I’ve posted before about the phenomenon of sites like CompleteCase.Com making divorce easier to get via the web, but that post eaten in of one of the last database crashes I had before relaunching the blog. (The Technorati link above is the best I could do to find it.) I thought about that post, and about how little objection we hear to real “threats to marriage,” when I saw this piece about the latest resource for heterosexuals looking to get shed of their marriages: Divorce Camp.
Despite the fact that [Jennifer] Morris sells real estate for a living, she had no idea how to make wise decisions about her own legal and financial future. On top of that, she was spent emotionally. Instead of feeling in control, she said, she let her divorce happen to her.
Determined to save other women from the same fate, she created Daisy Camp, a one-stop shop tackling many of the hardest challenges of divorce, from legal to emotional, in a supportive atmosphere. While the camps are directed at women, Morris also offers mini-camps for divorcing couples dealing primarily with legal matters and healthy co-parenting.
… There’s no canoeing at Daisy Camp’s three-day retreats, but there are sessions titled “Real Estate ABCs” and “Financial Nuts and Bolts” as well as “Essential Oils.” There’s belly dancing and massage, too.
Her first camp in March, limited to 40 women, sold out and had a waiting list of 50. Website traffic (www.daisycampforyou.com) has increased from 20 to 1,000 hits a day, Morris said.
Online divorce, 3-day divorce seminars, etc. Sounds like divorce is a booming business already (and kinda fun; if you throw in some belly dancing, massage, and essential oils it’s like a divorce seminar and a weekend at the spa all rolled into one), and gay people have barely gotten gotten marriage equality anywhere yet.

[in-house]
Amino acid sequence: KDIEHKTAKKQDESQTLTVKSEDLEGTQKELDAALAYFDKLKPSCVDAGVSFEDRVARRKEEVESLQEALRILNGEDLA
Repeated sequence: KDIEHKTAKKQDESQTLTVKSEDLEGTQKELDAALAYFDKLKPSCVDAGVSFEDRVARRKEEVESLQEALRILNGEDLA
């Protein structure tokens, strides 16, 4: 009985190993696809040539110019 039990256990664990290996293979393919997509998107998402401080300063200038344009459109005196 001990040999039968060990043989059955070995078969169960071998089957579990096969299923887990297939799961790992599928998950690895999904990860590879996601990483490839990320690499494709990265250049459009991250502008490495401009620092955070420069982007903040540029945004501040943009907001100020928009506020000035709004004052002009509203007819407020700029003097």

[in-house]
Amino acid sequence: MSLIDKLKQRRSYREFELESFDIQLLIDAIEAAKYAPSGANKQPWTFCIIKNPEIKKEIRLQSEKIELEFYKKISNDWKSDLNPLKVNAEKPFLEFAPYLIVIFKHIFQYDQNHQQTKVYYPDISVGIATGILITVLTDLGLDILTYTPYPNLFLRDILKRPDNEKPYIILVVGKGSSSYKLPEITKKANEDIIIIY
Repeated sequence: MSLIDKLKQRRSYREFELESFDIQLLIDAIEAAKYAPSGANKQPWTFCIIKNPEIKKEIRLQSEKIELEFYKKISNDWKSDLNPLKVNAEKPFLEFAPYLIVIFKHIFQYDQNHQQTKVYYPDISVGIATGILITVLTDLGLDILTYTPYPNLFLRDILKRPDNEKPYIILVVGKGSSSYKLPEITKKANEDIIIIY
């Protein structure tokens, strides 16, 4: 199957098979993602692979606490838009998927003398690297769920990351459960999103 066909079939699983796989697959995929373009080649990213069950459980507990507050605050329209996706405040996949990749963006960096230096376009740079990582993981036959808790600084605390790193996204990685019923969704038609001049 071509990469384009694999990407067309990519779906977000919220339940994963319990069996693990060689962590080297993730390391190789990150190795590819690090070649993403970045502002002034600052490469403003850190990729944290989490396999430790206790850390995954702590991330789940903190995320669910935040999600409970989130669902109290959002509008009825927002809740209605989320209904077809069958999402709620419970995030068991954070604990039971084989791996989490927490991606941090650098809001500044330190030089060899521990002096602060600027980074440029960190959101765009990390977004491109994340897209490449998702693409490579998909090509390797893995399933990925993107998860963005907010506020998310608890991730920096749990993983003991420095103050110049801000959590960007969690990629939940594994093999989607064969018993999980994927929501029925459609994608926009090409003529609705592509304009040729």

What gives? I didn’t see anything in the article about why Morris “knew that she had to get divorced” or what’s driving women to her website and selling out attendance at her seminars, but it can’t be our fault because we can’t get married in 49 out of 50 states, and can’t get civil unions in something like 48 out of 50. And in the states where we do have legal marriage or civil unions, heterosexual divorce rates are lower than in states where we don’t have marriage equality or civil unions.
It’s been mentioned before, usually facetiously, that if people are so concerned about protecting marriage they they ought to look into outlawing divorce or making it a bit harder to get. Rep. Lincoln Davis brought it up during the House debate on the FMA last month. And caught some hell for it, so perhaps to some people divorce is nearly as sacred an institution as marriage. I can’t remember if Rep. John Hostettler got as much flack when he said divorce is just as dangerous as same-sex marriage, but maybe it was different because he’s a Republican.
Don’t get me wrong. I’ve seen enough bad marriages to know that sometimes divorce is the best possible move for everyone involved. At the very least, it empowers women to leave abusive marriages. I’ve seen that happen too, and I think it’s saved a lot of lives. That and the social changes that made it easier for women to achieve an economic independence that makes it easier for them to leave abusive relationships. So, I’m not against divorce.
But it occurs to me that with so many marriages failing, and so many of them failing in states most opposed to marriage equality, that either a lot of people have their priorities out of whack when it comes to real threats to marriage. Either that or they know there’s still a few dollars to be made and votes to be gathered through gay bashing, and they’re cynically exploiting that for as long as they can. (Perhaps due to evidence that they’re running out of time to exploit that issue.)
Either way, it seems if the powers that be really cared about safeguarding marriage, they’d look into operations like Daisy Camp; not to shut them down, but to find out what’s really driving people to these services. That is, of course, if preserving marriage is what they’re really interested in to begin with.